1. Louvre Rivoli.
The unsettlingly polite radio on the right side is crooning at Frenchies, Indians and dinosaurs alike as our plush underground bogie pulls up beside a station that looks like it’s been picked right out of a historic horror flick.
I scramble for my earphones; I do not want to hear that woman again. I break the wall of heads with my arm and look for a green cap. The owner shakes his head at me, mouthing the word “Next stop”, doing cartwheel with his wrist. Relieved and comfortable, I collapse back on the plush chair and start lip-syncing to Mockingbird.
Now I’m no Guru when it comes to travelling, heck I’m still getting cold feet at the thought of living in a hostel next year on, but I’m being honest when I say that it really was worth throwing my sleep to the croissant-dense winds, if the reward was a city as charming and homelike as Paris. Moving out of the metro station and into the cloudy, damp domesticity of the Place Charles de Gaulle, we’re immediately overwhelmed by a profound sense of patriotism as an India-Gate replica looms in front of us on the street opposite. It looks exactly like the one back home, yay!
I’m just beginning to ask Savita Ma’am about the confusion, when I notice stuff that makes me go “Oh, no no no.” For inscribed on the elaborate arch of said monument are intricate Christian sculptures that depict the French portrayal of “Liberty, Equality and Fraternity.” I’m not saying India doesn’t accommodate Christians; India’s the most secular, democratic, happy model in the world (read: I don’t wanna die) but it’ll be a long shot, to say the least, before one of us makes as much as an attempt to put a pencilled Cross on the monument in Delhi. Psst. No disrespect. I love you guys.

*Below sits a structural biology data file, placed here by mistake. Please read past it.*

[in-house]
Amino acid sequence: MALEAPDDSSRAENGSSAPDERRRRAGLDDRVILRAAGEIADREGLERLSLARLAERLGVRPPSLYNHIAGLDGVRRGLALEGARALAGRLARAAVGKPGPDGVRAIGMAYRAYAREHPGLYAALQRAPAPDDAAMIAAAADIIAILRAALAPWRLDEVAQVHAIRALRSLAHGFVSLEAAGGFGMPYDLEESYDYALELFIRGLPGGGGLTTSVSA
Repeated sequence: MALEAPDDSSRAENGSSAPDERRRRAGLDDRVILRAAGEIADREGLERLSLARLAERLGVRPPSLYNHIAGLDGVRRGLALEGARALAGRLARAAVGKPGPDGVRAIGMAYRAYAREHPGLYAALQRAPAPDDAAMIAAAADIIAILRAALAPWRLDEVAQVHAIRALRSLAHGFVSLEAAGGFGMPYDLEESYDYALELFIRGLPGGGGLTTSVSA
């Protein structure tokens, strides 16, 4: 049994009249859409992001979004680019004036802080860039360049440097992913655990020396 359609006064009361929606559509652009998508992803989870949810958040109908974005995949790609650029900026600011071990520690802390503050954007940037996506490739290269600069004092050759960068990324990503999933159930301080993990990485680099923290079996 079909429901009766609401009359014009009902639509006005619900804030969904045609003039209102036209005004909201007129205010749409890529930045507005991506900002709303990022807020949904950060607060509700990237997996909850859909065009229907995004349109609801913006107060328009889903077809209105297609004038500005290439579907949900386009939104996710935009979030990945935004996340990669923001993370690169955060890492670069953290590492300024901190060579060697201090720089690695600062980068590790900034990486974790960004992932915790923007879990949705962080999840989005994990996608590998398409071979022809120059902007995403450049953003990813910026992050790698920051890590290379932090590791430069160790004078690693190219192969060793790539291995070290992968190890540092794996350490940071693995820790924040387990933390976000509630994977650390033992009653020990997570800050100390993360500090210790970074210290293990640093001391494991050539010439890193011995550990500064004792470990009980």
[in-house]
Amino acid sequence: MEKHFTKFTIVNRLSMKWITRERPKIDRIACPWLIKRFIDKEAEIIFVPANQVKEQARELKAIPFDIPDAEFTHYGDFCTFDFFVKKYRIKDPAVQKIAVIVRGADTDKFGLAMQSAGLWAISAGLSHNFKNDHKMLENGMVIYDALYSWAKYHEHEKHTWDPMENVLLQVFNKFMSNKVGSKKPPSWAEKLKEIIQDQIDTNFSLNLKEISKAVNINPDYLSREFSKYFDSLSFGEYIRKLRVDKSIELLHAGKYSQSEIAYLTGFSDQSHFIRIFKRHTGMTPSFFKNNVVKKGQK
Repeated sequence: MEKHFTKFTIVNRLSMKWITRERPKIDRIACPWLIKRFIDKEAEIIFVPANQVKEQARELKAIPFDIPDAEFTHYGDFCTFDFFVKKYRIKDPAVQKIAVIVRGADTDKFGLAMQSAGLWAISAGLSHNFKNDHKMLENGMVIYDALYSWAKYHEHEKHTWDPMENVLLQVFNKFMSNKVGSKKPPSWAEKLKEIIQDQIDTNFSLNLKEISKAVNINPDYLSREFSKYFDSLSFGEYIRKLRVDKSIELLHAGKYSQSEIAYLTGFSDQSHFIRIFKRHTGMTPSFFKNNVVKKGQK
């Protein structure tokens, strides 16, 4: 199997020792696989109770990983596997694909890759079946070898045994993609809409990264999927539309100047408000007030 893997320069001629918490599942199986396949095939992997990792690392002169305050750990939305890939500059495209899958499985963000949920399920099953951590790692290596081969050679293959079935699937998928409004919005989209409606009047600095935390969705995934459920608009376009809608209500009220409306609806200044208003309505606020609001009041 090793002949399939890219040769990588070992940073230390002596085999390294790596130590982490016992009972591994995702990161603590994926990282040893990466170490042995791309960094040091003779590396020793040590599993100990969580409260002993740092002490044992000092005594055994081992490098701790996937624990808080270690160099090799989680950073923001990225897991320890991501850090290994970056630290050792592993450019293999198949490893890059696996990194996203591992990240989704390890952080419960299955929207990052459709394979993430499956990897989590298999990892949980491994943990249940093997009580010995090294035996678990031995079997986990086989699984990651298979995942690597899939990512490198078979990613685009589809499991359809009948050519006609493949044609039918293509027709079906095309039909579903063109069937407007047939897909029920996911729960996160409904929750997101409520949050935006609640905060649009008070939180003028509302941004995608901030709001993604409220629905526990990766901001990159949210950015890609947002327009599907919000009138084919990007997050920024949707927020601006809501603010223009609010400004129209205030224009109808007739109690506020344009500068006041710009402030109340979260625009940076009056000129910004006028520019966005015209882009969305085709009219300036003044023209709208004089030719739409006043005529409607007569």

That monument, as we learn after a couple of horde photos and screwing around with the pedestrian signal button, is actually the Arc de Triompe that’s been erected to celebrate the success of the French revolution. There’s the Tomb of the Unknown Soldier below the towering arch and a bunch of exquisite french artwork on its sides (no graffiti, *weak laugh*) that’s basically a jubilant nod to all the heroes that made a free Paris possible. The visit is rewarding, albeit fleeting, so I leave the arch with a lingering mist of wonder but not nearly enough to hold on to, and join my squad across the street. After playing how-long-can-I-punch-you-in-a-minute with the signal button. Indians.
We walk a little, take a dozen-or-so selfies, and just when we’re beginning to scramble around in each other’s bags for leftovers, the silhouette of Hogwarts peekaboos us from round the corner.
You’re a Frenchie, Harry.
I made that up. The best thing about this hugely religious, astoundingly famous structure is not its religious importance as much as its sheer aesthetic appeal. Right from the captivating arches to the all-embracing atrium, the Church is “give and forgive” personified. Or monumentified. I don’t know.
Notre Dame, or Notre Dame de Paris, is one of the most ancient cathedrals in Paris. Hugged by enchanting depictions of major biblical episodes from right, left and above, the paintings and statues are beautiful enough to garner the attention of tourists from impossible corners of the planet. I stroll around with the fascinated languor of a lost traveler, amazed but truly at sea with the enormous pantheon of godly figures that’s Christianity. I regret not knowing many of the stories, and the trip provides a sure catalyst for me to get that pocket Bible from the sovenir shop outside. Something to carry in my heart and my jeans forever.
3. Yes macha, it is the Eiffel!